The Board of Governors of the International Atomic Energy Agency approved a new resolution concerning Iran's nuclear program, "stressing once again its serious concern that Iran continues to defy the requirements and obligations contained in the relevant IAEA Board of Governors and UN Security Council Resolutions," and expressing "deep and increasing concern about the unresolved issues regarding the Iranian nuclear program, including those which need to be clarified to exclude the existence of possible military Dimensions." The board noted "the letters by the Iranian side to the Director General dated 30 October 2011 and 3 November 2011 where Iran expressed its readiness to cooperate with the Agency, and reiterating the Board's view that such cooperation is essential and urgent" and urged "Iran once again to comply fully and without delay with its obligations under relevant resolutions of the UN Security Council, and to meet the requirements of the IAEA Board of Governors, including the application of the modified Code 3.1 and the implementation and prompt ratification of the Additional Protocol." The board expressed "its continuing support for a diplomatic solution, and calls on Iran to engage seriously and without preconditions in talks aimed at restoring international confidence in the exclusively peaceful nature of Iran's nuclear program, while respecting the legitimate right to the peaceful uses of nuclear energy consistent with the NPT [Nuclear Non-proliferation Treaty]." Thirty-two members of the board voted for the resolution, while two countries, Ecuador and Cuba, voted against it and Indonesia abstained.

Ali Asghar Soltanieh, Iran's permanent representative to the IAEA, told ISNA, "Before the recent Board of Governors meeting, Iran had invited the deputy director-general [for safeguards] to enter negotiations with Iran, but the invitation was rejected by the director-general. We must study the new request." Soltanieh also reported, "Fortunately, despite the pressure by the U.S. and Europe, all the [nuclear] projects suggested by Iran were approved by the committee of technical projects cooperation, and were then approved by the Board of Governors." Iran had proposed eight projects covering industrial and medical applications, nuclear safeguards, and the Bushehr reactor. Regarding the Parchin facility, where Iran has been producing conventional ammunition since the 1950s, about which the latest IAEA report made allegations, Soltanieh said, "[Olli] Heinonen [former IAEA deputy director-general for safeguards] said on the second day of visiting Parchin [in 2005] that...'the issue [of alleged high explosive experiments] is closed' and this was conveyed to the Board of Governors."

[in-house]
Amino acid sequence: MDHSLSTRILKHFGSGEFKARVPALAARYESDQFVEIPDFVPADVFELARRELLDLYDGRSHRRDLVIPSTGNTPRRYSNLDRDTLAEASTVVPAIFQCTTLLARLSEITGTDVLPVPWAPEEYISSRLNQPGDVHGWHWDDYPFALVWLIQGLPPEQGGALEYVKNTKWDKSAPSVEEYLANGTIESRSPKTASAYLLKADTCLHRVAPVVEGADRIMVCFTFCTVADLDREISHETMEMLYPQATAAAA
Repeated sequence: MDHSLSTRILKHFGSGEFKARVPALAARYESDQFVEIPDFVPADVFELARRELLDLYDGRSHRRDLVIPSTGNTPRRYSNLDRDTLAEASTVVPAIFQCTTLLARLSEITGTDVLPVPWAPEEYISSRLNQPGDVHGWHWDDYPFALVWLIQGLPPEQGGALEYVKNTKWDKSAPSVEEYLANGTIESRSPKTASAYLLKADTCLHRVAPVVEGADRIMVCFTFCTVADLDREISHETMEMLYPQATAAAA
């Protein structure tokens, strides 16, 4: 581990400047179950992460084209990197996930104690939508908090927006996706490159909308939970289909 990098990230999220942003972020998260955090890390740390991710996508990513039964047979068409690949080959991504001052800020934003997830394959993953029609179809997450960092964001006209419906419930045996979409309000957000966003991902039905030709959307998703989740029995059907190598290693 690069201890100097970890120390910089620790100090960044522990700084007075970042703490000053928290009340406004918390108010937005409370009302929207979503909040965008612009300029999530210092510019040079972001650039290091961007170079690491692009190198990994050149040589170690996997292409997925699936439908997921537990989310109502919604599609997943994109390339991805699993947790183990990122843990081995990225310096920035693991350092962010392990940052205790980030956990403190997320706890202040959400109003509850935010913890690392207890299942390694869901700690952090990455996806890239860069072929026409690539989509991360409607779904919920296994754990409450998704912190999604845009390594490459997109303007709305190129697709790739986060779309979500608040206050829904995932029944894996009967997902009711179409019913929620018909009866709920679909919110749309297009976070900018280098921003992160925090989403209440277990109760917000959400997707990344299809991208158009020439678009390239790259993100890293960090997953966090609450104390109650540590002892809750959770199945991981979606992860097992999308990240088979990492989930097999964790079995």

After the approval of the new IAEA resolution, Soltanieh said, "We will not stop enriching uranium even for a second," and that Iran will not take part in a conference on nuclear disarmament in the Middle East, to be held next week. Soltanieh also accused IAEA Director-General Yukiya Amano of endangering the lives of Iran's nuclear scientists. In a letter to Amano, Soltanieh said, "The international community is witnessing the ugly phenomenon of assassination of Iranian nuclear experts and scientists by terrorist groups. Publicizing the names of Iranian nuclear scientists makes them a target of assassination by terrorist groups as well as intelligence agencies of the U.S. and Israel."

Meanwhile, Britain, France, and Germany issued a joint statement on Friday, declaring that Iran has developed the necessary expertise to make nuclear weapons and charging that the Islamic Republic is openly breaking the international treaty banning their development. The statement, issued at the IAEA headquarters in Vienna right before the Board of Governors meeting, appeared to be an attempt to influence the board's debate. "This latest IAEA report paints a very disturbing picture," German Ambassador Ruediger Luedeking told the board on behalf of the three countries. "That would be a blatant violation of the non-proliferation regime," he added.

A U.N. General Assembly resolution deploring the alleged assassination plot against the Saudi Arabian ambassador to the United States, in which Islamic republic officials were implicated by the U.S. Justice Department, was adopted by a vote of 106 to 9, with 40 countries abstaining. The text, drafted by Saudi Arabia and cosponsored by 50 nations, expressed its "deep concern at the assassination plot, and encouraged Member States to take additional steps to prevent, on their territories, the planning, financing, sponsorship or organization of terrorist acts, and to deny safe haven to those who engaged in such activities."

Venezuela's ambassador to the U.N. said during the debate that the international community was being "sold" the idea that Iran had endorsed the assassination plot, even though no hard evidence had been provided. He said that he was struck by the fact that the statements of condemnation stemmed from the same intelligence sources that had alleged that Iraq had held weapons of mass destruction and fabricated "lies" to promote the military interests of one country's "imperial power." Through the resolution before the assembly, the pretext of terrorism was again being used to unfairly stigmatize a sovereign country, he said.